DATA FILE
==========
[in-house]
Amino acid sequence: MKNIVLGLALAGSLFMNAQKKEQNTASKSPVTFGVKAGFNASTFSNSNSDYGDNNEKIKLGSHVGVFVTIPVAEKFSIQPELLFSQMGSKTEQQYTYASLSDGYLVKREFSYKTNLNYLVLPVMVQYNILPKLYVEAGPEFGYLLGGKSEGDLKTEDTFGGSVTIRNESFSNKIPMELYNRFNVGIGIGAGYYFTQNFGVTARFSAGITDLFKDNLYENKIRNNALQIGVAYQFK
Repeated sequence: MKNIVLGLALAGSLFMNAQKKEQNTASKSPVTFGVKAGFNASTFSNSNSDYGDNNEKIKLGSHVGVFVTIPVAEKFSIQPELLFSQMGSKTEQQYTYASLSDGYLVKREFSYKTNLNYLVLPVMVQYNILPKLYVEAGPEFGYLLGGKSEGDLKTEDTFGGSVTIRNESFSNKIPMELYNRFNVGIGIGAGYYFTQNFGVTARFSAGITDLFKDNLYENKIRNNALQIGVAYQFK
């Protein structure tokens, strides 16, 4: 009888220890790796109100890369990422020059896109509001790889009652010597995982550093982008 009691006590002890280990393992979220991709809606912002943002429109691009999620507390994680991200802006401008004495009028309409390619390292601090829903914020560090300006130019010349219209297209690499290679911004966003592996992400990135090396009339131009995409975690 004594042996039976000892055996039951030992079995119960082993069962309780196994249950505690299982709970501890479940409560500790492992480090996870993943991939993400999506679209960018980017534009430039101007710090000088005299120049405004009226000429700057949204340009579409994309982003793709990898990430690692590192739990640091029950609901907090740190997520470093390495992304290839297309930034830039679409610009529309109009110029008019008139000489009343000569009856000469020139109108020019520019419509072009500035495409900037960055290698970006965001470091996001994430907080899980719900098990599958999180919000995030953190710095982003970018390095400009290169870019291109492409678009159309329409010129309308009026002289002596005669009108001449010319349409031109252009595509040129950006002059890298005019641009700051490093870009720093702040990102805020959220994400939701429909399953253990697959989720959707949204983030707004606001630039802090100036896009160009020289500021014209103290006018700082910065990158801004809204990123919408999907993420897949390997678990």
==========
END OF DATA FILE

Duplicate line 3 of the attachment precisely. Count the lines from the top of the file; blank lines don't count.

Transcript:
Repeated sequence: MKNIVLGLALAGSLFMNAQKKEQNTASKSPVTFGVKAGFNASTFSNSNSDYGDNNEKIKLGSHVGVFVTIPVAEKFSIQPELLFSQMGSKTEQQYTYASLSDGYLVKREFSYKTNLNYLVLPVMVQYNILPKLYVEAGPEFGYLLGGKSEGDLKTEDTFGGSVTIRNESFSNKIPMELYNRFNVGIGIGAGYYFTQNFGVTARFSAGITDLFKDNLYENKIRNNALQIGVAYQFK